One in 54 children in the U.S. is diagnosed with autism, according to the Centers for Disease Control and Prevention. So, how should parents of children with special needs talk to their kids about the coronavirus and staying safe?
“I think the most important thing is that they tell the truth in a way that they’re going to understand,” said Camila Rocha, the Education Services Director of Easterseals South Florida,
Raquel Regalado is the mother of two children with autism, including 16-year-old Bella. She said when the pandemic first hit, it was hard.
“There was a lot of anxiety, you know, and a lot of questions,” Regalado said.
Regalado went back to basics, creating a new routine for her kids.
Rocha said parents of children with disabilities need to be honest when it comes to the coronavirus.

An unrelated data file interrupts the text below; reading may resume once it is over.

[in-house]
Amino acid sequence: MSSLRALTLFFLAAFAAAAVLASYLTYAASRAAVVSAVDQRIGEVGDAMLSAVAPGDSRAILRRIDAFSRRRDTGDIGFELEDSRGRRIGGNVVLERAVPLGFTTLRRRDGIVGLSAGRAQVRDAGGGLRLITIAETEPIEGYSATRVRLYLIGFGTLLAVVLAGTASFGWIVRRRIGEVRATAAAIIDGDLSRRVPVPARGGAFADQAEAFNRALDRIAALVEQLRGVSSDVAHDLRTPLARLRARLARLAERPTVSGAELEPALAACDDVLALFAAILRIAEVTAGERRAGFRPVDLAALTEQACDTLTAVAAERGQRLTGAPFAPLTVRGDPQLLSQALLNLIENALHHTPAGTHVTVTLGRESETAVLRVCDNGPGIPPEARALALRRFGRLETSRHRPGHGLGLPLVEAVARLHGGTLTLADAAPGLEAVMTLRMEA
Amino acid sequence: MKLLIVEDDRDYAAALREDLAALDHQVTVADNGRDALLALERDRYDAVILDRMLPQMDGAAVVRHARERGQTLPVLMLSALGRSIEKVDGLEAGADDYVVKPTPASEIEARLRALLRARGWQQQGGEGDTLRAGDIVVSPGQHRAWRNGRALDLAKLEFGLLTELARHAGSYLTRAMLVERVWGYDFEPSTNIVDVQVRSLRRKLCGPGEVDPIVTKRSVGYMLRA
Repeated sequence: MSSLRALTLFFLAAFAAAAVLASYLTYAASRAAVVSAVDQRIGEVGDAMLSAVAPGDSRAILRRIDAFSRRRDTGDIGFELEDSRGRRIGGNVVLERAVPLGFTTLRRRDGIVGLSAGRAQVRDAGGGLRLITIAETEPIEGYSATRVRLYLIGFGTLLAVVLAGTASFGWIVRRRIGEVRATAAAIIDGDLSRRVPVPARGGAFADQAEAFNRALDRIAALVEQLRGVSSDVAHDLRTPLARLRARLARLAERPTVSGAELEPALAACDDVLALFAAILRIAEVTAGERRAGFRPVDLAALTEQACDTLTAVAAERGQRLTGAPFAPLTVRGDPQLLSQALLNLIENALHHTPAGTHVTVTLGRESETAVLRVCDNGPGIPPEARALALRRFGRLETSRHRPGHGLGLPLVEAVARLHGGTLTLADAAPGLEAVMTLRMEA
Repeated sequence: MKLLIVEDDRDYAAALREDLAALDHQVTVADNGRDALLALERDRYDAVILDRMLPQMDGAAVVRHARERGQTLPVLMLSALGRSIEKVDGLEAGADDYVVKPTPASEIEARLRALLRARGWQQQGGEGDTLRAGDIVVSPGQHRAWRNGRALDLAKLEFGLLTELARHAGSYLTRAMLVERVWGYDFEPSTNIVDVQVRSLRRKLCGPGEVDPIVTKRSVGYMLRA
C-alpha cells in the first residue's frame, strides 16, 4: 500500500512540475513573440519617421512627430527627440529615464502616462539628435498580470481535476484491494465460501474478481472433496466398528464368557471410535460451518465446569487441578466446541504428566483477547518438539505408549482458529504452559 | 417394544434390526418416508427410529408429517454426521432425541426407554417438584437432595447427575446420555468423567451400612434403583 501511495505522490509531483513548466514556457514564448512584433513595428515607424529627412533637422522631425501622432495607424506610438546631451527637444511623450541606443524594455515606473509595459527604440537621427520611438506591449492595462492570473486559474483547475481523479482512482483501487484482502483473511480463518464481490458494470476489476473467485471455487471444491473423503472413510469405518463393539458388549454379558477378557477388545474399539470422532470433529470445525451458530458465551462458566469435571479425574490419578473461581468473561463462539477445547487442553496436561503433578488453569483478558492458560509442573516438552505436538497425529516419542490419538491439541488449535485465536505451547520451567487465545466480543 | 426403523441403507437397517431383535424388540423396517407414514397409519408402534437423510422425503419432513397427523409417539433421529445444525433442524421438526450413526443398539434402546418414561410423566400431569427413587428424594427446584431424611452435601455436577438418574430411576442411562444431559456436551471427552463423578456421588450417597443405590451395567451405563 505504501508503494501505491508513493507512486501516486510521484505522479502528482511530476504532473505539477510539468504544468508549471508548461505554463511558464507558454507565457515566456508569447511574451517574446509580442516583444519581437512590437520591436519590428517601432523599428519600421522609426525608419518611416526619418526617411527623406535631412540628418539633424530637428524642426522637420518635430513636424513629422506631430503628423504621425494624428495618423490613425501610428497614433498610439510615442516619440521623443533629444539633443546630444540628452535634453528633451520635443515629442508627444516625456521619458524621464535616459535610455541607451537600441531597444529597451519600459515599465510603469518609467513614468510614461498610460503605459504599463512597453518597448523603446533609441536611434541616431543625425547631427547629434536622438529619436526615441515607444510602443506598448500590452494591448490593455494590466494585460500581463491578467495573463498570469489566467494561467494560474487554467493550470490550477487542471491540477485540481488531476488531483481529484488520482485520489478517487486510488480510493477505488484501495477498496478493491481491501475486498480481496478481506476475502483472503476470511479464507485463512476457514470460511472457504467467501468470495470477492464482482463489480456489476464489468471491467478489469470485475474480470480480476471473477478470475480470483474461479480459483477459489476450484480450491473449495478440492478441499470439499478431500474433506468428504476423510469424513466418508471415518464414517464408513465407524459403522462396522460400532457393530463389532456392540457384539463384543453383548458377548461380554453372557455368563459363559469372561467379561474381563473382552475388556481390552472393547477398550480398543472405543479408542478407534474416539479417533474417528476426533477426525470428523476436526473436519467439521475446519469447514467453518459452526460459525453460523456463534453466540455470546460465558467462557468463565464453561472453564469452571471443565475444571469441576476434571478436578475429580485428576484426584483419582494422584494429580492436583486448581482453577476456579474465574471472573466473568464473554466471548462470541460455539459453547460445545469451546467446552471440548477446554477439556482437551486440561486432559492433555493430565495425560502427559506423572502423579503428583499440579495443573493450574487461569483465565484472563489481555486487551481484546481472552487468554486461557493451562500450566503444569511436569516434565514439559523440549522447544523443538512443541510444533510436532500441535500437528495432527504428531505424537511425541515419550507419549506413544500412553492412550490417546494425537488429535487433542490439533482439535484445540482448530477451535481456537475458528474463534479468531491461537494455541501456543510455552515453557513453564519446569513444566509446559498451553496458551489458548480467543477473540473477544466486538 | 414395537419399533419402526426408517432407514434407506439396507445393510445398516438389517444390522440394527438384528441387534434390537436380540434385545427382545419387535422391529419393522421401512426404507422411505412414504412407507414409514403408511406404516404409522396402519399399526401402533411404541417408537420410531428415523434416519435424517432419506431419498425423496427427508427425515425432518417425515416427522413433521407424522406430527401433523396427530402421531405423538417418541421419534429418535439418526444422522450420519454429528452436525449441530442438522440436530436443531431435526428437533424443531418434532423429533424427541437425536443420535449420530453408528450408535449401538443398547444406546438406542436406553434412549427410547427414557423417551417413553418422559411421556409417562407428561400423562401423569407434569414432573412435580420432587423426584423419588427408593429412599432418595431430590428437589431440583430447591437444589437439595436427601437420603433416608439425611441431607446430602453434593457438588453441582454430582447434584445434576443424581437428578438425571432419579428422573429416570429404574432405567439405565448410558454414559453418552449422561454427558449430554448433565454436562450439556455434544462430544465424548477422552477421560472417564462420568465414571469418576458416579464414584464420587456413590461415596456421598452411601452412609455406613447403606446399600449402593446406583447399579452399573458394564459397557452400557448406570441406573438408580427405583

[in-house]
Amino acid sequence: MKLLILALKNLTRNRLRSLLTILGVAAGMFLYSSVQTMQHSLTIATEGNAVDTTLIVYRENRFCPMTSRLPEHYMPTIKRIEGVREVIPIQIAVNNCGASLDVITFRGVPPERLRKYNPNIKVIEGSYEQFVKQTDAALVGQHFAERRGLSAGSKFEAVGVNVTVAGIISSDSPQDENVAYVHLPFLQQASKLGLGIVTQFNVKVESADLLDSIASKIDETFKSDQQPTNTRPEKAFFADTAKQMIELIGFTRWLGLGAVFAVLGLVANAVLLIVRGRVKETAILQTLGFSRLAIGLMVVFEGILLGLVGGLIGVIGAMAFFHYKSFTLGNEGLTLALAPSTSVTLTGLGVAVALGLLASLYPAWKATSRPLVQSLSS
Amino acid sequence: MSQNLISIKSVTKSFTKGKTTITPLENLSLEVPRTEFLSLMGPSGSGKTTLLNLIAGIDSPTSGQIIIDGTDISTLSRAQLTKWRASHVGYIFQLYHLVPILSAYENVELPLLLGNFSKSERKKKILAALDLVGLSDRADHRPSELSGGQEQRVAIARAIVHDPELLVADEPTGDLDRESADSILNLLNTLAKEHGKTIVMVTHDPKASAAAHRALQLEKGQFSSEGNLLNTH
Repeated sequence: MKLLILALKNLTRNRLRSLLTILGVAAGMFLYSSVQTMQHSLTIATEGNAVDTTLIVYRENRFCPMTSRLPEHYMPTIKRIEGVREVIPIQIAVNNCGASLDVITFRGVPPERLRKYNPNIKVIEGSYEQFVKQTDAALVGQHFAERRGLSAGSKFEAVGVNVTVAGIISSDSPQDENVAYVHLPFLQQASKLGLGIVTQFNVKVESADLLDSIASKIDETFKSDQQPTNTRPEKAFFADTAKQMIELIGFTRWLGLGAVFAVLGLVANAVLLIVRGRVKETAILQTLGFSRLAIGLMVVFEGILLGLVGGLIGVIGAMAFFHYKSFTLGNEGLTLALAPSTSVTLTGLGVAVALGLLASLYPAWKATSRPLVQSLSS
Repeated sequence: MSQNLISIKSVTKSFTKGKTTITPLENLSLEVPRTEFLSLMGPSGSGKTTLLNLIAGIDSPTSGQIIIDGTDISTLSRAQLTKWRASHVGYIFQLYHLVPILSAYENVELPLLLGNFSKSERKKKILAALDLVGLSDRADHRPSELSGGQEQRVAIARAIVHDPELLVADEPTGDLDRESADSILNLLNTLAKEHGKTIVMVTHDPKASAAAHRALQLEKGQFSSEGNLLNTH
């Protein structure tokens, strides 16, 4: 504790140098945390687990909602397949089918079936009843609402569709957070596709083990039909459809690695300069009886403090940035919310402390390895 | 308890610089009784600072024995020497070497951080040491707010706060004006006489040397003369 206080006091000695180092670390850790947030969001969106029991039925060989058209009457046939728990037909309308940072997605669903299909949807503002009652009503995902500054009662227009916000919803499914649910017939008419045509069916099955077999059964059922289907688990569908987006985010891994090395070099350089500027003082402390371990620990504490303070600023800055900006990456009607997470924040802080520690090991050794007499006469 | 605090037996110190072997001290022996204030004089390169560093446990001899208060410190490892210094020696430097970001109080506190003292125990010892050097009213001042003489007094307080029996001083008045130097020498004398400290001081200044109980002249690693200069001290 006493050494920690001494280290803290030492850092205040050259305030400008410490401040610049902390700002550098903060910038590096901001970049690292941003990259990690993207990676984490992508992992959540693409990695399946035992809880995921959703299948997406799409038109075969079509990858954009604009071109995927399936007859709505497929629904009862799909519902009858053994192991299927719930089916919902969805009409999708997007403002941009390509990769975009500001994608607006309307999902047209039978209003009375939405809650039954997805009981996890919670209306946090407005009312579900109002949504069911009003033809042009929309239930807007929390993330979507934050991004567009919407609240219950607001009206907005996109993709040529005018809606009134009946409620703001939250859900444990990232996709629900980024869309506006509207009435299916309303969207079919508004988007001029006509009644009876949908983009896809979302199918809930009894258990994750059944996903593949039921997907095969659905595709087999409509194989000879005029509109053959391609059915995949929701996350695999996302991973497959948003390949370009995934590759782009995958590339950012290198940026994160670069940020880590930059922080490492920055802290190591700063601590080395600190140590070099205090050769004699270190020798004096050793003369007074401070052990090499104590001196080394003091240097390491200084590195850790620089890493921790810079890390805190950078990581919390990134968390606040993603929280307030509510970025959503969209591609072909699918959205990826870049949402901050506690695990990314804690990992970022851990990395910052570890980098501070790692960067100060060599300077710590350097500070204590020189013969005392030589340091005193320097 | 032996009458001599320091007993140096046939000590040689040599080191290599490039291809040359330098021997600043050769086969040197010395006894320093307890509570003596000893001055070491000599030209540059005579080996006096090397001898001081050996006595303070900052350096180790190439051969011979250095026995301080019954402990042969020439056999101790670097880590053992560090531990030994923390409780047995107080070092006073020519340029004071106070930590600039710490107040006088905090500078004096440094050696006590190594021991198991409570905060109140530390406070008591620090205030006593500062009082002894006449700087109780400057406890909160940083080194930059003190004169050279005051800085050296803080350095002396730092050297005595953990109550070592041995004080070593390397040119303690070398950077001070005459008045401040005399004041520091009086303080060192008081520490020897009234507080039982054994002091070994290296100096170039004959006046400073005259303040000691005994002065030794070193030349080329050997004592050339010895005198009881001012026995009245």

“There is a germ, there is a virus out there -- that it’s dangerous to our health and we have to protect ourselves,” Rocha said.
Giving kids with special needs a visual can help explain concepts like social distancing.
“Maybe draw a square that is six feet big and tell them this is your space, your personal space,” Rocha said.
Rocha said it’s important to try and stick to a daily schedule.
“Try to make a routine that is not only easy for them to understand and follow but also to predict,” Rocha said.
Regalado and her kids go for a long walk every day to get exercise and she and Bella started a butterfly garden in their backyard.
“The key thing is to stay consistent,” said Regalado.
And most importantly, have fun together.
Regalado plans activities a week ahead to make sure she has what she needs in place to keep her kids busy and active. Rocha said if you are struggling during these difficult times, you’re not alone. There are resources out there that can help. The Children’s Trust offers free online resources for families. Go to www.thechildrenstrust.org for more information.